It can be tough to find time that works for both time zones and both schedules, but it is definitely worth it and important to do when you’re still building up a network in your new home.
Getting involved in your new community immediately is so important to make a new place feel like home. This is particularly important for trailing spouses, who may not have a job as a starting point for this. There are lots of ways to do this, whether it’s joining a sports league, a MeetUp, an expat club or other social club, volunteering, taking a class… in London, the opportunities are seemingly endless!
I found that trying to keep up some of the activities I was used to doing regularly at home in London helped it feel like I was getting into a true routine. I made it my mission to find a weekly Pilates class, just like home, and started cooking for fun more since I had more time here to do that!
Getting involved can mean you have to put yourself out there – be brave! I think back on my first weeks here and I am still impressed that I asked new friends to exchange numbers and set up some activities. I was scared and wondered if they’d even really be enduring friendships, but having those outings to look forward to were so important. And spoiler alert: still friends with both lovely ladies!
At the very least, join some of the expat groups on Facebook specifically for Americans living in London. They are so helpful and you will feel less alone knowing that there are hundreds of people struggling with the same silly things you are (stiff towels, etc!).
Bring Over Your Favourite OTC Meds
Less exciting than a new wardrobe and new buddies, a new climate and country will take its toll on your immune system. Prepare to get sick soon upon moving, especially if you take the Tube regularly. Even Andrew got sick when we first moved! I had read that you can’t find DayQuil and NyQuil over here, so we brought a pack of the gel capsules with us. I also noticed that Boots does not carry Advil LiquiGels on our house hunting trip, so we brought a big old bottle of those over as well.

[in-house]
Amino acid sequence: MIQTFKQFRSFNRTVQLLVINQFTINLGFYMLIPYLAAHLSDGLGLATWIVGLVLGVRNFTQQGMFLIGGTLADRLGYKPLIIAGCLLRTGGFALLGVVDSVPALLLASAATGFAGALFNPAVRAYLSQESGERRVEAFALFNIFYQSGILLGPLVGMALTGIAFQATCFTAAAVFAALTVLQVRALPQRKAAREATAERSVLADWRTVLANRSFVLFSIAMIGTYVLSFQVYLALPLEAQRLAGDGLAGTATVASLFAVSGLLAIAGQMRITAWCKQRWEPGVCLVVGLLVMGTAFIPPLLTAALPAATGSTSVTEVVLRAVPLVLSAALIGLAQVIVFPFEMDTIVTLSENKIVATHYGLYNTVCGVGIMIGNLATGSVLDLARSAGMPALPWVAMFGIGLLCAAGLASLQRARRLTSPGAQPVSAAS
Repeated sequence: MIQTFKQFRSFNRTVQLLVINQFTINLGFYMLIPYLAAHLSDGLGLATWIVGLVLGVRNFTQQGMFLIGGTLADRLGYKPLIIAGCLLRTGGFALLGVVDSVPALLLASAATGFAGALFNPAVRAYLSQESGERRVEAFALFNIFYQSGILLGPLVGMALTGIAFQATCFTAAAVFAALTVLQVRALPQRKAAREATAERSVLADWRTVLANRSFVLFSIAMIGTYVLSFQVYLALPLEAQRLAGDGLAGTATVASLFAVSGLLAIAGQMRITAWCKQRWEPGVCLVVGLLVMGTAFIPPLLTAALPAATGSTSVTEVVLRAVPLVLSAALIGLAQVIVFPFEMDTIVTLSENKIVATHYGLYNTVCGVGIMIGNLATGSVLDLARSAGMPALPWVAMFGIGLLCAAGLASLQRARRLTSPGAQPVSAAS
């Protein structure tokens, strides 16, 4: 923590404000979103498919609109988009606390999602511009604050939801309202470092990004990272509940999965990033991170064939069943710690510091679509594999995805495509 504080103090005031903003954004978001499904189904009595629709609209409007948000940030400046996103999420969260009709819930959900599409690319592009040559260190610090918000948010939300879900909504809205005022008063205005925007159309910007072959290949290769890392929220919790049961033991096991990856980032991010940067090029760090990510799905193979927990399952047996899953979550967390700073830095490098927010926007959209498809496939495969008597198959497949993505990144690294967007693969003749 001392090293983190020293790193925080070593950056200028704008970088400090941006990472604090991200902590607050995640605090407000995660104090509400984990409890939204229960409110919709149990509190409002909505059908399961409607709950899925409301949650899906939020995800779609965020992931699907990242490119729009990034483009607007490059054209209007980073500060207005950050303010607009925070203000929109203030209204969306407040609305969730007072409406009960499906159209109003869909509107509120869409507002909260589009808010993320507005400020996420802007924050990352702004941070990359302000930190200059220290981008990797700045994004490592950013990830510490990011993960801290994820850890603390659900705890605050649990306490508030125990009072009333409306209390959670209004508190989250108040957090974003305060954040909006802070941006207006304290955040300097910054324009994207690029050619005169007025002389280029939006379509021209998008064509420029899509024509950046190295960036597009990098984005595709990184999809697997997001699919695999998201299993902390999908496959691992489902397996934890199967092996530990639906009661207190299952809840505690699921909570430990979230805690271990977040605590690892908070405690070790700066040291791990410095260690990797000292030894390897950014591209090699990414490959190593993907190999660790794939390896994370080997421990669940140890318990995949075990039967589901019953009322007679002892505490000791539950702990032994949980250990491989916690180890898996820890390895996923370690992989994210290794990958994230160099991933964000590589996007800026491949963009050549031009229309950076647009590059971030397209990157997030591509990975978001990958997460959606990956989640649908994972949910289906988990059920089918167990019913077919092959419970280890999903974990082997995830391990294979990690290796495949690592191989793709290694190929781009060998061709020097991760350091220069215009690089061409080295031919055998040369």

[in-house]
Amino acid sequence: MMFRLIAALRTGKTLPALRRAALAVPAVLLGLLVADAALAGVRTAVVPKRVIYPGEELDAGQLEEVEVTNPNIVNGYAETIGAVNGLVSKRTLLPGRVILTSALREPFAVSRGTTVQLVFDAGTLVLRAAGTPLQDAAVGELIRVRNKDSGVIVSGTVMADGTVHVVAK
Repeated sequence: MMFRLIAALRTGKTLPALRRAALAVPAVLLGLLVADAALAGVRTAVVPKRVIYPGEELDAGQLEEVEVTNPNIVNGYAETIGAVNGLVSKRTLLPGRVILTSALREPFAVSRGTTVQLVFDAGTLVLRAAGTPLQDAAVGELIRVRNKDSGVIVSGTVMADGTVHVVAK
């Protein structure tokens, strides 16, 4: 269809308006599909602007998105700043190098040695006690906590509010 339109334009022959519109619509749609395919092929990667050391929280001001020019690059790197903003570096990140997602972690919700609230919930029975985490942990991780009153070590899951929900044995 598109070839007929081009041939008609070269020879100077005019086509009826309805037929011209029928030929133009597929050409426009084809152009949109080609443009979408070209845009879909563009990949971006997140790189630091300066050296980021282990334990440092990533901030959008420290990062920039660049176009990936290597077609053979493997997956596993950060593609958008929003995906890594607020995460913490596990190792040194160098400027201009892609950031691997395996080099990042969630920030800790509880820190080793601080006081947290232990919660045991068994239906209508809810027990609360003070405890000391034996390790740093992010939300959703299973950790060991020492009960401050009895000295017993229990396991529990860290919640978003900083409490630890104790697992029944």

Of course you can find suitable substitutes here, but it’s nice to have something familiar to reach for if you’re under the weather. A trip to Boots to try and find a UK substitute while sick could be one of those culture shock disaster moments. It could also be totally fine.
Join a gym, ASAP
Speaking of health, joining our gym is one of the best things we did in the first few weeks we were here. Not only did it give me a place to go that’s out of the house before I started working, but also working out and staying healthy are so important when you’re in a new place going through a stressful move. The gym is a good way to productively work off that stress and it’s another place to meet people.
I found that the gyms in our area are more expensive than the ones back home, but that’s not a good excuse. We joined Virgin Active which has great classes and has locations all through the city, so I can get my gym on even when I’m out and about. In the year since we joined, I have been able to try so many great classes. I can’t recommend it enough!
I hope these will help! Fellow expats, what are your tips for American expats moving to London?